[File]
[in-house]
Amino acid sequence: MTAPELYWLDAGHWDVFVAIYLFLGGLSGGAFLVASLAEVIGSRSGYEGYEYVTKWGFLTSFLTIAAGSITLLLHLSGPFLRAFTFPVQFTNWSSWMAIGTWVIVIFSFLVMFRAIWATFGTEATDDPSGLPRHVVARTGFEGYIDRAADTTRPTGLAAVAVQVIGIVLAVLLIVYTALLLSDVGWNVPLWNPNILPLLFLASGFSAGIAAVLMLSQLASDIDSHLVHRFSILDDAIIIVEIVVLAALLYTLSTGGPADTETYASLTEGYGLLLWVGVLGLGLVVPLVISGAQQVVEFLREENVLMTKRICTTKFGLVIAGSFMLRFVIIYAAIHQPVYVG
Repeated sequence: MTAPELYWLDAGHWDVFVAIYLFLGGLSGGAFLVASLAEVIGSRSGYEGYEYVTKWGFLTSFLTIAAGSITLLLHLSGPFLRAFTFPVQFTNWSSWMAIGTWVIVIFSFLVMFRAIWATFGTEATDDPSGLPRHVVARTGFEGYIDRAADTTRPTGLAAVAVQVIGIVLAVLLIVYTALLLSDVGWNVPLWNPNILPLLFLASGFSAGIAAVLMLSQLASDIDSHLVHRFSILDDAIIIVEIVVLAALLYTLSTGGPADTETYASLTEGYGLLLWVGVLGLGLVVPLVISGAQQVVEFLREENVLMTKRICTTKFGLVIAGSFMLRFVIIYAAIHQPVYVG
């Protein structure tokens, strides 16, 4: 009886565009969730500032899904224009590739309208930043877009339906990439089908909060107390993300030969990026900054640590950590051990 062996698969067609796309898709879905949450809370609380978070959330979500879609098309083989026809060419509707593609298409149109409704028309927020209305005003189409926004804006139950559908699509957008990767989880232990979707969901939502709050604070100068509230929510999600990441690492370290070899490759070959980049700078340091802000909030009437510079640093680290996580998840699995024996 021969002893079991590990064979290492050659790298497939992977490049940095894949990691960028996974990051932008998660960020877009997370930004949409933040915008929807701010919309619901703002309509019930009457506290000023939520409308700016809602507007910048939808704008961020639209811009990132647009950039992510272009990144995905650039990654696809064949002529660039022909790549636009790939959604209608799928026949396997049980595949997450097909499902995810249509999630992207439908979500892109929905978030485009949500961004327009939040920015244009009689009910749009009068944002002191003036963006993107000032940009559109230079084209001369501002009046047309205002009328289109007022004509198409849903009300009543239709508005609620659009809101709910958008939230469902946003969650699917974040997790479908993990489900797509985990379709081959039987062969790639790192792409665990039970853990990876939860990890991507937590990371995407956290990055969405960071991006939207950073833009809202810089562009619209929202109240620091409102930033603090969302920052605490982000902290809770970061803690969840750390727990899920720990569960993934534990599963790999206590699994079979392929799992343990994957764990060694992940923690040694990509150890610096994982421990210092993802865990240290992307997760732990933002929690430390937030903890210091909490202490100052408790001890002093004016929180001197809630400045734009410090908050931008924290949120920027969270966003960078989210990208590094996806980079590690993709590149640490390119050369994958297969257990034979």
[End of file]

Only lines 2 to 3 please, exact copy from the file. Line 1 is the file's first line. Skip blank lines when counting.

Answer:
Amino acid sequence: MTAPELYWLDAGHWDVFVAIYLFLGGLSGGAFLVASLAEVIGSRSGYEGYEYVTKWGFLTSFLTIAAGSITLLLHLSGPFLRAFTFPVQFTNWSSWMAIGTWVIVIFSFLVMFRAIWATFGTEATDDPSGLPRHVVARTGFEGYIDRAADTTRPTGLAAVAVQVIGIVLAVLLIVYTALLLSDVGWNVPLWNPNILPLLFLASGFSAGIAAVLMLSQLASDIDSHLVHRFSILDDAIIIVEIVVLAALLYTLSTGGPADTETYASLTEGYGLLLWVGVLGLGLVVPLVISGAQQVVEFLREENVLMTKRICTTKFGLVIAGSFMLRFVIIYAAIHQPVYVG
Repeated sequence: MTAPELYWLDAGHWDVFVAIYLFLGGLSGGAFLVASLAEVIGSRSGYEGYEYVTKWGFLTSFLTIAAGSITLLLHLSGPFLRAFTFPVQFTNWSSWMAIGTWVIVIFSFLVMFRAIWATFGTEATDDPSGLPRHVVARTGFEGYIDRAADTTRPTGLAAVAVQVIGIVLAVLLIVYTALLLSDVGWNVPLWNPNILPLLFLASGFSAGIAAVLMLSQLASDIDSHLVHRFSILDDAIIIVEIVVLAALLYTLSTGGPADTETYASLTEGYGLLLWVGVLGLGLVVPLVISGAQQVVEFLREENVLMTKRICTTKFGLVIAGSFMLRFVIIYAAIHQPVYVG